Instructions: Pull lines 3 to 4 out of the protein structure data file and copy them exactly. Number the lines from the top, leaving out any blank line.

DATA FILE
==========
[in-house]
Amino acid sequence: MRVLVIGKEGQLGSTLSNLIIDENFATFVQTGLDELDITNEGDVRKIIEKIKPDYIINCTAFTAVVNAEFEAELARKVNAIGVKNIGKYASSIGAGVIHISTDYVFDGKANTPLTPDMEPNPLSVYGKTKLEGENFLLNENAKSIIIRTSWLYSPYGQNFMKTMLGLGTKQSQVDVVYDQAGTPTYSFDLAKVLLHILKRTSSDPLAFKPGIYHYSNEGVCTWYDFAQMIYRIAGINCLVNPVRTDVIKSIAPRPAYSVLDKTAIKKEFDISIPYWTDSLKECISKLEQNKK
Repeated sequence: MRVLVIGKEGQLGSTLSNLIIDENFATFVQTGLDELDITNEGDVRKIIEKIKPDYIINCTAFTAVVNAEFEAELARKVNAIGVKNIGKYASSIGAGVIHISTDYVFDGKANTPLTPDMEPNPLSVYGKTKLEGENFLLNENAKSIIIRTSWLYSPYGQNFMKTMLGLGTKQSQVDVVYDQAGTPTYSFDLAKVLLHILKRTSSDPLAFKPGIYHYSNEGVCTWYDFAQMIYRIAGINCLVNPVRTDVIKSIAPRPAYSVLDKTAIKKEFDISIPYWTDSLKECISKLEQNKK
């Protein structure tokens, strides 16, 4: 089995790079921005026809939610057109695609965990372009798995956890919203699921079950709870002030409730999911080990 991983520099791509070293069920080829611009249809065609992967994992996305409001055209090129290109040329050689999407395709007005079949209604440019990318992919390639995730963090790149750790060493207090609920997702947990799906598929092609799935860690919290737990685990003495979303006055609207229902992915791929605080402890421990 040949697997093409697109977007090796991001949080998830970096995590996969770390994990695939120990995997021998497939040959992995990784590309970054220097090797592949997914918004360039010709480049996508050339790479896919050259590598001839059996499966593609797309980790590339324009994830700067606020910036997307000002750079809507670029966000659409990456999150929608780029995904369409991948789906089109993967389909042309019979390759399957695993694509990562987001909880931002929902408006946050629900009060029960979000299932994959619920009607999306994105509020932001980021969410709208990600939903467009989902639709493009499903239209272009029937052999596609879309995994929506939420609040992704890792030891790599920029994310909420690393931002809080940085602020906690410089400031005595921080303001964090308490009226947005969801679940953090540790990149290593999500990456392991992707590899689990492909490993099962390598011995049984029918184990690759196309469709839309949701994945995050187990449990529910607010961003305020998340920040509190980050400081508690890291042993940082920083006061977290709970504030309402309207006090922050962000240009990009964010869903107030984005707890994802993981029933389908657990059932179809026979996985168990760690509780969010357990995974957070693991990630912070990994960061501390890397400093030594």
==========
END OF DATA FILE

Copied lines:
Repeated sequence: MRVLVIGKEGQLGSTLSNLIIDENFATFVQTGLDELDITNEGDVRKIIEKIKPDYIINCTAFTAVVNAEFEAELARKVNAIGVKNIGKYASSIGAGVIHISTDYVFDGKANTPLTPDMEPNPLSVYGKTKLEGENFLLNENAKSIIIRTSWLYSPYGQNFMKTMLGLGTKQSQVDVVYDQAGTPTYSFDLAKVLLHILKRTSSDPLAFKPGIYHYSNEGVCTWYDFAQMIYRIAGINCLVNPVRTDVIKSIAPRPAYSVLDKTAIKKEFDISIPYWTDSLKECISKLEQNKK
């Protein structure tokens, strides 16, 4: 089995790079921005026809939610057109695609965990372009798995956890919203699921079950709870002030409730999911080990 991983520099791509070293069920080829611009249809065609992967994992996305409001055209090129290109040329050689999407395709007005079949209604440019990318992919390639995730963090790149750790060493207090609920997702947990799906598929092609799935860690919290737990685990003495979303006055609207229902992915791929605080402890421990 040949697997093409697109977007090796991001949080998830970096995590996969770390994990695939120990995997021998497939040959992995990784590309970054220097090797592949997914918004360039010709480049996508050339790479896919050259590598001839059996499966593609797309980790590339324009994830700067606020910036997307000002750079809507670029966000659409990456999150929608780029995904369409991948789906089109993967389909042309019979390759399957695993694509990562987001909880931002929902408006946050629900009060029960979000299932994959619920009607999306994105509020932001980021969410709208990600939903467009989902639709493009499903239209272009029937052999596609879309995994929506939420609040992704890792030891790599920029994310909420690393931002809080940085602020906690410089400031005595921080303001964090308490009226947005969801679940953090540790990149290593999500990456392991992707590899689990492909490993099962390598011995049984029918184990690759196309469709839309949701994945995050187990449990529910607010961003305020998340920040509190980050400081508690890291042993940082920083006061977290709970504030309402309207006090922050962000240009990009964010869903107030984005707890994802993981029933389908657990059932179809026979996985168990760690509780969010357990995974957070693991990630912070990994960061501390890397400093030594």